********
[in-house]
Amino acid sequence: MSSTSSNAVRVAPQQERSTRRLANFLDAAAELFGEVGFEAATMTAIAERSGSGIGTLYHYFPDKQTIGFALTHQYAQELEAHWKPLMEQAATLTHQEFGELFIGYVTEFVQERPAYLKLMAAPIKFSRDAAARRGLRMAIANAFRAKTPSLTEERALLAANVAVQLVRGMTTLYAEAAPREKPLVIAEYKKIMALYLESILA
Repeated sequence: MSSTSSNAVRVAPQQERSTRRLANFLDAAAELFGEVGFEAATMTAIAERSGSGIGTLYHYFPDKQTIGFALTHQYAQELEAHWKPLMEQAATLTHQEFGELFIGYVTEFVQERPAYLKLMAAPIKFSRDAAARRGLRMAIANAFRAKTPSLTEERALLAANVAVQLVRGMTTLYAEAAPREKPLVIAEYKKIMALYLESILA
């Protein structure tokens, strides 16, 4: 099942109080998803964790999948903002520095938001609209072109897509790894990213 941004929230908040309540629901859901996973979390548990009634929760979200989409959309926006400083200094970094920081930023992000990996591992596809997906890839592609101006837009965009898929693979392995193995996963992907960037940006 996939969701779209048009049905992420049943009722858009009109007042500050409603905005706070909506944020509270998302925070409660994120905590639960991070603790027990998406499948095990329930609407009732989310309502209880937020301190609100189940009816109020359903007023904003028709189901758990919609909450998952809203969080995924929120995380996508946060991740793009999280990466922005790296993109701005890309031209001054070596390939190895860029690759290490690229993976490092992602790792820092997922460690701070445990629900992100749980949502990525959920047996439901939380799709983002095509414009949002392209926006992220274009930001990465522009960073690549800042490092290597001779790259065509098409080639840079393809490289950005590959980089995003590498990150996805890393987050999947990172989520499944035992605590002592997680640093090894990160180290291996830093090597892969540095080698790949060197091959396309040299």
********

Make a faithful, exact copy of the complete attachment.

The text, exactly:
[in-house]
Amino acid sequence: MSSTSSNAVRVAPQQERSTRRLANFLDAAAELFGEVGFEAATMTAIAERSGSGIGTLYHYFPDKQTIGFALTHQYAQELEAHWKPLMEQAATLTHQEFGELFIGYVTEFVQERPAYLKLMAAPIKFSRDAAARRGLRMAIANAFRAKTPSLTEERALLAANVAVQLVRGMTTLYAEAAPREKPLVIAEYKKIMALYLESILA
Repeated sequence: MSSTSSNAVRVAPQQERSTRRLANFLDAAAELFGEVGFEAATMTAIAERSGSGIGTLYHYFPDKQTIGFALTHQYAQELEAHWKPLMEQAATLTHQEFGELFIGYVTEFVQERPAYLKLMAAPIKFSRDAAARRGLRMAIANAFRAKTPSLTEERALLAANVAVQLVRGMTTLYAEAAPREKPLVIAEYKKIMALYLESILA
């Protein structure tokens, strides 16, 4: 099942109080998803964790999948903002520095938001609209072109897509790894990213 941004929230908040309540629901859901996973979390548990009634929760979200989409959309926006400083200094970094920081930023992000990996591992596809997906890839592609101006837009965009898929693979392995193995996963992907960037940006 996939969701779209048009049905992420049943009722858009009109007042500050409603905005706070909506944020509270998302925070409660994120905590639960991070603790027990998406499948095990329930609407009732989310309502209880937020301190609100189940009816109020359903007023904003028709189901758990919609909450998952809203969080995924929120995380996508946060991740793009999280990466922005790296993109701005890309031209001054070596390939190895860029690759290490690229993976490092992602790792820092997922460690701070445990629900992100749980949502990525959920047996439901939380799709983002095509414009949002392209926006992220274009930001990465522009960073690549800042490092290597001779790259065509098409080639840079393809490289950005590959980089995003590498990150996805890393987050999947990172989520499944035992605590002592997680640093090894990160180290291996830093090597892969540095080698790949060197091959396309040299």